Thirty years ago, legislation to privatise Scotland’s electricity industry was completing its passage through parliament. It created outcomes which were never intended and are ripe for review.
Looking back to the parliamentary debates, the arguments put forward in support of privatisation bear little relationship to subsequent reality. The new companies were to compete with each other for the affections of Scottish consumers. There was to be protection from foreign takeover, and so on.
The Tory government of the day changed its plans several times. First, it was going to create a single Scottish electricity company but retreated because this would have been open to challenge on grounds of monopoly.
So it created two mini-monopolies – the North of Scotland Hydro Electric Board became Scottish Hydro (later part of SSE) and the South of Scotland Electricity Board became Scottish Power, later to be acquired by Iberdrola.
The other big change from the original plans was for nuclear to be excluded. Initially, Hunterston and Torness (which was about to be commissioned) were to be included in privatisation of the two companies before it dawned that the risk factor would make them unsaleable.
So a third company – Scottish Nuclear – was created which later became part of privatised British Energy and then ended up back in public ownership. The difference is that the French public now owns our nuclear power stations.
Privatisation in Scotland was different from the rest of the country. Ministers of the day argued for vertical integration – the privatised companies would be responsible for generation, distribution and retail supply.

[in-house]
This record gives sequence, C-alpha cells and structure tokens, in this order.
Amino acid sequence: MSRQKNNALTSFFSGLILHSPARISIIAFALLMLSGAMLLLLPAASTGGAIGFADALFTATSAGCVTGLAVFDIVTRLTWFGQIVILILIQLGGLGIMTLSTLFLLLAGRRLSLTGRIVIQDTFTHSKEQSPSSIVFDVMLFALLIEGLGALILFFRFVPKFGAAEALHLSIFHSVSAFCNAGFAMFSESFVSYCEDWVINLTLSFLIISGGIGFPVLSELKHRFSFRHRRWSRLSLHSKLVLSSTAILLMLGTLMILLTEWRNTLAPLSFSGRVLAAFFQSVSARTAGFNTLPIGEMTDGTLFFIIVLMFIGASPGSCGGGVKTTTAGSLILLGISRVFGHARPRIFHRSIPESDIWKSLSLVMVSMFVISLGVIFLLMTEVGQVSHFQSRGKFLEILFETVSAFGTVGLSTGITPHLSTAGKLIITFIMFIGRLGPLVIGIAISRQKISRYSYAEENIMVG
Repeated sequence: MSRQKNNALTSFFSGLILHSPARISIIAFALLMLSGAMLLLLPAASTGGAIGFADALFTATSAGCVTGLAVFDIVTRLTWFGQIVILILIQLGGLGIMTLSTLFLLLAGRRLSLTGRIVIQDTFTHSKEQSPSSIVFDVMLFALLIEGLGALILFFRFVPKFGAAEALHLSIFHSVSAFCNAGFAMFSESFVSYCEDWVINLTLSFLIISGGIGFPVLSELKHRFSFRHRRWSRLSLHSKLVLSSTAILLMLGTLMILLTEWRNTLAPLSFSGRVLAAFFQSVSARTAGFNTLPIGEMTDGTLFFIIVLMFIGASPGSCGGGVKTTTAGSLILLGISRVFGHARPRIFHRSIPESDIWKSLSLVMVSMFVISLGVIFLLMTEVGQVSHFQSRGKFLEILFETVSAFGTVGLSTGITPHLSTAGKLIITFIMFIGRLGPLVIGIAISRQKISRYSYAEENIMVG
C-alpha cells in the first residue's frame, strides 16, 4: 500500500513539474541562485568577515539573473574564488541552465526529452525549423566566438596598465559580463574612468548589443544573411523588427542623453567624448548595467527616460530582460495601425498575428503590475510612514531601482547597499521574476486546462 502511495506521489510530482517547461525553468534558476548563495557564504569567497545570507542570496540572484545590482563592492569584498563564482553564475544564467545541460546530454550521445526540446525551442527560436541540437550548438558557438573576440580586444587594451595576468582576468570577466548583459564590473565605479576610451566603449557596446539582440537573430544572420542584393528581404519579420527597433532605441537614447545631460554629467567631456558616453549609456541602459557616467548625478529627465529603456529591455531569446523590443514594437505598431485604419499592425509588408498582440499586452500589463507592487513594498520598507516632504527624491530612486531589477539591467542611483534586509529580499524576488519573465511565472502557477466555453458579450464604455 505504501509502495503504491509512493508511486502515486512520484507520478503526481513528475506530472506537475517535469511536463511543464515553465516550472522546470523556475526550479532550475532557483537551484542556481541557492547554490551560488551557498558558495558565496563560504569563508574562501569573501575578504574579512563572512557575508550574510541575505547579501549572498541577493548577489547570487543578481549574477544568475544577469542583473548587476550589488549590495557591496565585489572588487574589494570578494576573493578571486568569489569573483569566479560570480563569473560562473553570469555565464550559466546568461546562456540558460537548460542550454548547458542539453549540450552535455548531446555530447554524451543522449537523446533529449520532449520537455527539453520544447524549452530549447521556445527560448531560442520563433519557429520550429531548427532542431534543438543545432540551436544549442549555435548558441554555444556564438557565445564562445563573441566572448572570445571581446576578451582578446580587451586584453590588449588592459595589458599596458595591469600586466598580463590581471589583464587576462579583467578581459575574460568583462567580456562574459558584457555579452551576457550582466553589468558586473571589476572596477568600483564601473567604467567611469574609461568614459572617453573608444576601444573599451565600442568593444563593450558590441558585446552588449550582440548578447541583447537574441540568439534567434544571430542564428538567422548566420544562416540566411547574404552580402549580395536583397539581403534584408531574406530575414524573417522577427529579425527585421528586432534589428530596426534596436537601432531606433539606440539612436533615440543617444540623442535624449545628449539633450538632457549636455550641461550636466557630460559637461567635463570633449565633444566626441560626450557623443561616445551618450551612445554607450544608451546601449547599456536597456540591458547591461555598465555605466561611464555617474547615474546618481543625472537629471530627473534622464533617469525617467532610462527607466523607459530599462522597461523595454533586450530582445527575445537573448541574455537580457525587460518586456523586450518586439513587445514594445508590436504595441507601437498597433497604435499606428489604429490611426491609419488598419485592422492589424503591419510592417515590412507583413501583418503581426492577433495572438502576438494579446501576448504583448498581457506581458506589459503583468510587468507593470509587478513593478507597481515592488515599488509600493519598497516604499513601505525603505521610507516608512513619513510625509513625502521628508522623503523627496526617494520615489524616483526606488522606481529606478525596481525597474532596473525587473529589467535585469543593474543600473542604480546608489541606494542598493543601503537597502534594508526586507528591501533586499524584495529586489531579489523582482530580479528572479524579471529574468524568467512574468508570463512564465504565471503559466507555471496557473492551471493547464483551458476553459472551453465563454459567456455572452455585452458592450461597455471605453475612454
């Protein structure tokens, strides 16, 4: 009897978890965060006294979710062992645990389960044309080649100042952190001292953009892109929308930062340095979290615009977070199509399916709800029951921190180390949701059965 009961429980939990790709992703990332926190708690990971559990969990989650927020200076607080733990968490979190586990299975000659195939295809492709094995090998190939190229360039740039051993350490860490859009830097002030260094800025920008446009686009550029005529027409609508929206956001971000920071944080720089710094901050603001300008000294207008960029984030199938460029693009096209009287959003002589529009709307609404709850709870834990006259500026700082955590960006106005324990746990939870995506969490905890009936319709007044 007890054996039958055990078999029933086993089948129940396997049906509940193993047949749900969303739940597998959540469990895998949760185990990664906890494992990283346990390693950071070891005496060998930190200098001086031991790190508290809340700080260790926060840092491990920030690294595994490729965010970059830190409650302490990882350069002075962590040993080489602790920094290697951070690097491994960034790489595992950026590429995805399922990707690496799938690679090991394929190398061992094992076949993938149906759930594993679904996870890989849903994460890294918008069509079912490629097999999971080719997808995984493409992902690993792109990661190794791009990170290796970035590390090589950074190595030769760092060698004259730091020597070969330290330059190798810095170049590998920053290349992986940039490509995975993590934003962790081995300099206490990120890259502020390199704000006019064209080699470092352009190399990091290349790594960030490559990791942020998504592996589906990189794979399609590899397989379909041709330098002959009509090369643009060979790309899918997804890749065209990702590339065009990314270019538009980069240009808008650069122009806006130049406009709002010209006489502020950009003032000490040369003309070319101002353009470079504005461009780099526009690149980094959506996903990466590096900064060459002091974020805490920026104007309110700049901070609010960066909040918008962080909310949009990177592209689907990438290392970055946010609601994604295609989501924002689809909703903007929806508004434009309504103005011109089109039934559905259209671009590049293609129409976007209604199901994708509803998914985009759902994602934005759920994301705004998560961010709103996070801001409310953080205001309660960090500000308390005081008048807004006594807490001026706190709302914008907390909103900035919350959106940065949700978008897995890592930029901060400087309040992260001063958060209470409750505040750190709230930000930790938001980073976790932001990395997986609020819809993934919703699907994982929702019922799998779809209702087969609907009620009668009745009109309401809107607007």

This was acknowledgement that the two boards had been popular and respected for delivering good service, in all weathers, at reasonable cost. Crucially in the north of Scotland, there were no differential tariffs dependent on remoteness and this was written into the legislation.
At that time, generation within Scotland was based on coal and nuclear with huge surplus capacity.
Apart from hydro, which was the proud basis of the North board, there was virtually no contribution 30 years ago from renewables and the grid was structured around the great power stations of the central belt. What nobody envisaged was the importance “rewiring Scotland” would acquire, in order to connect renewables to the grid.
Probably, if that transition had been foreseen, there would have been very different legislation. What seemed rational in 1989 – maintaining vertical integration – became a licence to print money for the two privatised companies once the renewables revolution was triggered a decade later.
For starters, it put them in pole position as generators to clean up on the subsidies which became available to stimulate the onshore wind industry. It was an opportunity they grabbed with both hands but gave precious little back to the Scottish economy.
While both SSE and Scottish Power gained consents for massive wind projects with easy grid access, neither of them made any commitment to Scottish industry. For them it was purely an economic decision and they opted for imported turbines from Denmark, Spain and Germany.
But the conflicts of interest which have arisen in the age of renewables go much deeper than that. When the legislation was going through, there were assurances from Malcolm Rifkind, as Secretary of State for Scotland, that regulation would ensure that “consumers are properly protected and other matters properly dealt with”.
Even if he had wished to, Mr Rifkind could scarcely have envisaged the “other matters” which would arise. Whereas generation had been the virtual monopoly of state companies with very large power stations, diversification into renewables brought in large numbers of players, large and small.
The one thing they had in common was that they all had to go through Scottish Power or SSE for grid connections and myriad other matters in which these privatised giants had huge interests of their own.
It has always puzzled me why there has been so little scrutiny of how the privatised electricity industry, conceived of in another age, serves the Scottish economy.
Energy responsibilities are divided between Whitehall and Holyrood but it is well within the powers of a Holyrood committee to mount a serious inquiry into this important element of the Scottish economy.
Are the two companies simply too powerful for our politicians to question?
Brian Wilson is a former UK energy minister.